President Biden and the president of the European Commission, Ursula von der Leyen, met on Friday to discuss trade and security issues. One of the key topics of discussion was the critical minerals used in electric vehicles, as the United States’ signature clean energy legislation has restrictions on tax credits for electric vehicles built outside of North America and has strict requirements around the source of critical minerals. The legislation has caused tensions with European allies, as it could be seen as trade protectionism. To address the issue, the two leaders discussed a limited trade deal that would help European companies qualify for more tax credits offered in the United States, while also creating a club of countries that could mine, process and trade critical minerals to reduce reliance on China.
The United States and the European Commission will also coordinate more closely in distributing generous new subsidies to the clean energy industry. They plan to avoid bidding wars between the United States and Europe over where to build new plants. Biden and von der Leyen also committed to limiting the impact of the energy crisis in Europe as the European Union reduces its reliance on Russian oil and gas, and to aggressively enforce sanctions that have been imposed on Moscow.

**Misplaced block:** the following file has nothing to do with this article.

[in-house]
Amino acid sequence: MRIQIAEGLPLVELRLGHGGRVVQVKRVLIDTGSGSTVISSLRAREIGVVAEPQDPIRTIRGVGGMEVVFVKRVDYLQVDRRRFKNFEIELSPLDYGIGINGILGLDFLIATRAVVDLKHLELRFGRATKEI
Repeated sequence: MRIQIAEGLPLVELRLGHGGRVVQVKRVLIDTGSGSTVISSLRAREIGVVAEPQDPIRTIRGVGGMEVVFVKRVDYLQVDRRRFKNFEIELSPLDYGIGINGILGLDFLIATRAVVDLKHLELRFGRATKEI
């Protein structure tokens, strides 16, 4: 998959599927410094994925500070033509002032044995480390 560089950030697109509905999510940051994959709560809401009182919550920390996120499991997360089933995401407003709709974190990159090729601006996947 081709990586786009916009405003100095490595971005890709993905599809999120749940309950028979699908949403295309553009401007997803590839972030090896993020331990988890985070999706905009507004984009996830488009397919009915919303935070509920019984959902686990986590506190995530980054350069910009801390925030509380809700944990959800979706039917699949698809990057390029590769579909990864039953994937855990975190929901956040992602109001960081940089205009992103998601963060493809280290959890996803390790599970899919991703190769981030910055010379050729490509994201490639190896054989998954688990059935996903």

The critical minerals agreement would further boost mineral production and processing and expand access to sources of critical minerals that are sustainable, trusted, and free of labor abuses. The deal over critical minerals could also take months to be finalized, as European officials would need to seek a mandate from their member states to negotiate a trade deal on their behalf and submit the deal to the states for approval.
The agreement would help put to rest one of the most contentious issues in an otherwise close partnership between the United States and Europe. Lawmakers in Congress have raised concerns about the administration ignoring the intent of the law and bypassing their authority to approve trade deals. Treasury Secretary Janet L. Yellen said any agreements would be made in consultation with Congress, but broadening the eligibility for the tax credits was in the spirit of securing America’s supply chains and reducing reliance on China.